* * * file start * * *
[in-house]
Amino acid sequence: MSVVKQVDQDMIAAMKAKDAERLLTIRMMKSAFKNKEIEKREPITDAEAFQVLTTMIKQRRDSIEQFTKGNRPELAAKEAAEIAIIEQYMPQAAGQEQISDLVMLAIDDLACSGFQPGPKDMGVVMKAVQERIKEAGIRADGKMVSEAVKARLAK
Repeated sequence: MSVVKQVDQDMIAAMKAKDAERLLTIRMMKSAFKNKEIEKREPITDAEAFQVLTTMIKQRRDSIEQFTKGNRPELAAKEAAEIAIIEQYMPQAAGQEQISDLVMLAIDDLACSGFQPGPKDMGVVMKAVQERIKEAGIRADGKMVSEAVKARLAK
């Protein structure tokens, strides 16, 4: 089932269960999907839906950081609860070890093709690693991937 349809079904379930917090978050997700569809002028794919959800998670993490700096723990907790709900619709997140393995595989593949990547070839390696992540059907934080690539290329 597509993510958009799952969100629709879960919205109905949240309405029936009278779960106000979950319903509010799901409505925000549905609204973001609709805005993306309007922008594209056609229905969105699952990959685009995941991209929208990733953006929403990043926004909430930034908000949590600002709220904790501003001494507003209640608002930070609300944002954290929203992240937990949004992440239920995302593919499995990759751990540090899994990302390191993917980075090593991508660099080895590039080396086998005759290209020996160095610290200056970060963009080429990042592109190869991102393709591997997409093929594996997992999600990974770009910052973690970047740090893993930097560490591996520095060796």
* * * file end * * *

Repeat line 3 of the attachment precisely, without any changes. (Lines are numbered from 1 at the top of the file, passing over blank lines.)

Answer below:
Repeated sequence: MSVVKQVDQDMIAAMKAKDAERLLTIRMMKSAFKNKEIEKREPITDAEAFQVLTTMIKQRRDSIEQFTKGNRPELAAKEAAEIAIIEQYMPQAAGQEQISDLVMLAIDDLACSGFQPGPKDMGVVMKAVQERIKEAGIRADGKMVSEAVKARLAK